• \$\begingroup\$ What is important to realize is that the \$ 1/15 \$ is a "zone" within which you signal must travel and not have excursions into the adjacent "zone". The signals are not just simply subtracted. And acceptable level to ensure that one signal level does not interfere is to use a 6 sigma level so that level confusion is vanishing small. So that \$ 1/16 \$ level maps to a actual acceptable noise level of \$ 1/(16*6) = 1/96 \$ which in log terms is very close to 40 dB. Additionally noise sources add as RSS (Root sum of squares). \$\endgroup\$ Commented Mar 23, 2013 at 16:13
  • \$\begingroup\$ GPS operates using SSDS (Spread spectrum direct sequence) and the noise operation is due to the encoding side and the matched filter on the receiving side. The reduction in transmitted BW is regained in something called process gain which can be applied against, in this case, noise penetration. But equally can be used in CDMA systems for increased BW with multiple codes. \$\endgroup\$ Commented Mar 23, 2013 at 16:15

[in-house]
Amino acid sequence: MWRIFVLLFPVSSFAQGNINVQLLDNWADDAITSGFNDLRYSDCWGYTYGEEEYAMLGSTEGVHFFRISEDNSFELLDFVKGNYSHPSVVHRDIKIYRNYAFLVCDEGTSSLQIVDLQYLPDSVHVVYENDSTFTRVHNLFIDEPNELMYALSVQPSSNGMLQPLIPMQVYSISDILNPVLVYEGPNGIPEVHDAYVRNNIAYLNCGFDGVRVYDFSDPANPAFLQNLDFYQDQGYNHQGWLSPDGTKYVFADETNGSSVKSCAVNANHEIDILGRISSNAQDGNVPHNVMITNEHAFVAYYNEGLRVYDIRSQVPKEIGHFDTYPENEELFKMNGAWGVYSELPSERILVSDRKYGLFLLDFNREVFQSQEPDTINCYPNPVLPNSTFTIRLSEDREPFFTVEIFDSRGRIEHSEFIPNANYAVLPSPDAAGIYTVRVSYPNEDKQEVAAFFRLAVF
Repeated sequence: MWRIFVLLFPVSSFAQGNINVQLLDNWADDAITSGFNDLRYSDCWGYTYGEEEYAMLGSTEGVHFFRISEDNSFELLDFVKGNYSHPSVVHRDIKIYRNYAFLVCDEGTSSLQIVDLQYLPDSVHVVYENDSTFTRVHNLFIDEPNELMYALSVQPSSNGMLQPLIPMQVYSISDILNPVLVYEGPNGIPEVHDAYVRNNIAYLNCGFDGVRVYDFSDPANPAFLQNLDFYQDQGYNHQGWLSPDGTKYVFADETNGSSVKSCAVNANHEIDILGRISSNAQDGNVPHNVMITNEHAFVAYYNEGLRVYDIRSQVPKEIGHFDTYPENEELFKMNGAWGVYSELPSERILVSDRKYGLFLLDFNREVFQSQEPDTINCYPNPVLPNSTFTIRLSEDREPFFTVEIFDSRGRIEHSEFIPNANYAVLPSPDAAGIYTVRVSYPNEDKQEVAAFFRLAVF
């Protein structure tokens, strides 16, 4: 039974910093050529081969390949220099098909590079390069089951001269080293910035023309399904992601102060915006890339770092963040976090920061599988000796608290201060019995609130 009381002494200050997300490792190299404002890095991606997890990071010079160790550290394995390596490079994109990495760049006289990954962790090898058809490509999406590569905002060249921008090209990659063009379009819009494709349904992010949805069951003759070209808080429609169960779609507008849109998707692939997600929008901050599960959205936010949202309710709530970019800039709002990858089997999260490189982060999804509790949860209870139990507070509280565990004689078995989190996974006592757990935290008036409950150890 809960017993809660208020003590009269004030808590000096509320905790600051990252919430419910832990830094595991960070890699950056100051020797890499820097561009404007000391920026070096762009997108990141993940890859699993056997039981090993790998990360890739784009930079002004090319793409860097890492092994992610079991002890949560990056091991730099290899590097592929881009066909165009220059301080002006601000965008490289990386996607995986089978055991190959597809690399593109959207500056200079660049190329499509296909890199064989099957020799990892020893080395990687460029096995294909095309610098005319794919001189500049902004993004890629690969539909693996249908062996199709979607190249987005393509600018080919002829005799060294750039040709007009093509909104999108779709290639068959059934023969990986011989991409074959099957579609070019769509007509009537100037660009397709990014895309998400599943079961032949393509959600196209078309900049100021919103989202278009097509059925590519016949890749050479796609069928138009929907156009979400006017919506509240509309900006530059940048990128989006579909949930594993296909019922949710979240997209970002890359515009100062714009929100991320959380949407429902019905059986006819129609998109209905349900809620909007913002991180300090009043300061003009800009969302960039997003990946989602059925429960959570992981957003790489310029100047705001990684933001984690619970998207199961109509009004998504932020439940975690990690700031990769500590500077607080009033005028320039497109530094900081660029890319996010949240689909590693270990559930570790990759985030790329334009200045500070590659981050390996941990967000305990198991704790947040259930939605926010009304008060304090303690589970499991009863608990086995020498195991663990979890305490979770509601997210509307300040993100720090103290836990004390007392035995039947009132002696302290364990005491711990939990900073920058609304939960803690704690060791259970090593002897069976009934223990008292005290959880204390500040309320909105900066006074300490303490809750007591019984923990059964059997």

Nyquist theorem gives your the bit rate achieved with a certain modulation such as 16-QAM (4bits/symbol). You can go higher and higher by selecting even more complex modulation schemes e.g. with 64-QAM you can achieve 36kbps and with 256-QAM 48kbps, even higher than Shannon Capacity. Is this possible? Short answer NO.

Shannon capacity which is calculated as 39.86kbps in the above case gives the maximum error free bit rate that is only achievable with advanced coding schemes such as Turbo Codes. So Shannon basically says you cannot achieve 48kbps using 256-QAM because there would be just too many errors in transmission (due to noise) that you will not be able to correct at the receiver.

A recent development (actually not that recent) is MIMO which allows us to go beyond channel capacity of SISO channel by transmitting multiple parallel streams between the transmit and receive antennas.